The Issue with the Scope of Variable for lambdas in Structured Binding Declarations

Structured bindings in C++ have introduced a convenient way to bind multiple variables to the elements of a structured entity. However, there is a specific issue related to the scope of variables declared using structured bindings, such as the variable startingBalance in the given example.

1. Introduction
In modern C++ programming, structured bindings (since c++17) provide a concise syntax to unpack and bind multiple elements from a structured entity, such as tuples or arrays, to individual variables. While they offer improved readability and ease of use, there are certain limitations associated with structured bindings that developers need to be aware of.

2. Understanding Structured Bindings
Structured bindings allow you to declare multiple variables and bind them to the elements of a structured entity in a single statement. For example, the code snippet provided demonstrates a structured binding declaration:

auto [startingBalance, startingAssetBalance] = getSpotBalances(quoteAsset, baseAsset, api);

In this case, the function getSpotBalances returns a std::pair or a similar structured entity with two elements, and the structured binding declaration assigns those elements to the variables startingBalance and startingAssetBalance.

3. The Issue with Capturing Structured Bindings in Lambdas
One of the limitations of structured bindings is that they cannot be captured by reference in a lambda function. In the given example, if you attempt to capture the references to variables startingBalance and startingAssetBalance in a lambda, you will encounter a compilation error.

// Incorrect code - Compilation error
auto lambda = [&startingBalance, &startingAssetBalance]() {
    // Your lambda code here

This limitation arises because the variables declared in structured bindings are not true variables; they act more like references to the elements of the structured entity. As a result, they cannot be captured by reference in a lambda.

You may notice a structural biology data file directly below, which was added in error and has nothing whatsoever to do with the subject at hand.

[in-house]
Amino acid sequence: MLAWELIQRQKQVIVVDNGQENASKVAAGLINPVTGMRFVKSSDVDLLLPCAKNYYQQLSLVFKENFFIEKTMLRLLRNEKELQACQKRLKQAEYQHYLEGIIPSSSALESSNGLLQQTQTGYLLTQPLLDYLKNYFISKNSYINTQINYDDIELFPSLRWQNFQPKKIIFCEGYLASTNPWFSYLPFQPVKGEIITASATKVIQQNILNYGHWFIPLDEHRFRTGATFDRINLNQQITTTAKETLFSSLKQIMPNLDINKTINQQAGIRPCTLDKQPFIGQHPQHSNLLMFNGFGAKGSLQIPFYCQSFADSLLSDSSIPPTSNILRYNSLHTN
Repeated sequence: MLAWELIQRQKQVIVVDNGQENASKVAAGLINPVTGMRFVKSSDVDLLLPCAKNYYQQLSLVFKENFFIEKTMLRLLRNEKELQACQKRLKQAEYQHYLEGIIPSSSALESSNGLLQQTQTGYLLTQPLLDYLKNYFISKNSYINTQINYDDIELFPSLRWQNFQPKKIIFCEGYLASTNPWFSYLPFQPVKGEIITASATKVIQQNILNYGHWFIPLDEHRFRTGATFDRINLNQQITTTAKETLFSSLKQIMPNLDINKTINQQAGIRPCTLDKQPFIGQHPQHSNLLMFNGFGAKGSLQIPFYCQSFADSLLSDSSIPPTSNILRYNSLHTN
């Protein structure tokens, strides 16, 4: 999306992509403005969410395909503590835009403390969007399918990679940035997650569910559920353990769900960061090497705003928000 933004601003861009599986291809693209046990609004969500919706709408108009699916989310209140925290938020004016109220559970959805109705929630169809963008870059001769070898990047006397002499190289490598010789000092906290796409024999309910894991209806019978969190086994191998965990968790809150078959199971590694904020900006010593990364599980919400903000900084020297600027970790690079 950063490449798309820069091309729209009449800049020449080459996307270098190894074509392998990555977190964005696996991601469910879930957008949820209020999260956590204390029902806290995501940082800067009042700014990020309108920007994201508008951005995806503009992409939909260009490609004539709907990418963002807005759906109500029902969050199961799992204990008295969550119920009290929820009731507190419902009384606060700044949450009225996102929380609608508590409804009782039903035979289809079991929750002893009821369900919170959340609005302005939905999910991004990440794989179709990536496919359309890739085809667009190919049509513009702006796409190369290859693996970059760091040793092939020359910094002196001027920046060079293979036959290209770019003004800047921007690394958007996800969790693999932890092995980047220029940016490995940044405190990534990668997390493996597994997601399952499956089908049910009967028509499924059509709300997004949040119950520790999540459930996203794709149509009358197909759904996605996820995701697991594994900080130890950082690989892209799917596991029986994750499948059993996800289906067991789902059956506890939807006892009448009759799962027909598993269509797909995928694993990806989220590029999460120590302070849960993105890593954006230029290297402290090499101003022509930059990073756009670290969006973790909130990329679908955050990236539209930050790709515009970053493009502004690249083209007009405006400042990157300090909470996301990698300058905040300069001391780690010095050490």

4. Resolving the Issue
To overcome the issue of capturing structured bindings in lambdas, one approach is to use individual auto variables instead of structured bindings. By assigning each element of the structured entity to a separate auto variable, you can capture them in a lambda function successfully. Here's an updated version of the code snippet:

auto balances = getSpotBalances(quoteAsset, baseAsset, api);
double startingBalance = balances.first;
double startingAssetBalance = balances.second;

auto lambda = [&startingBalance, &startingAssetBalance]() {
    // Your lambda code here

In this modified code, we retrieve the elements from getSpotBalances using a single auto variable named balances. Then, we assign the respective references  to separate auto variables startingBalance and startingAssetBalance. These individual references can now be captured in the lambda without any compilation errors.

5. Conclusion
Structured bindings provide a convenient way to unpack and bind elements from a structured entity in C++. However, capturing structured bindings in lambdas is not supported in C++ standards up to C++17. To work around this limitation, you can use individual auto variables to capture the references and successfully utilize them in lambda functions.
Remember to adapt your code according to the C++ standard and choose the appropriate method based on your specific requirements and constraints.

6. FAQs
Q1. Can structured bindings be captured by value in lambdas? Yes, structured bindings can be captured by value in lambdas. The limitations of capturing structured bindings apply only to reference captures.
Q2. Are there any other alternatives to structured bindings for unpacking structured entities? Prior to the introduction of structured bindings, developers used functions like std::tie or directly accessed elements by index or key. These alternatives are still valid and can be used depending on the situation.
Q3. Does the limitation of capturing structured bindings apply to all types of structured entities? Yes, the limitation of capturing structured bindings applies to all types of structured entities, including tuples, arrays, and other similar structures.

Back to articles


Explore Aber Vulgue's blog for expert articles on programming, software development, and DevOps. Dive into practical guides on JavaScript, C++, mobile app development, neural networks, and more to enhance your tech skills.


Non penis canina est!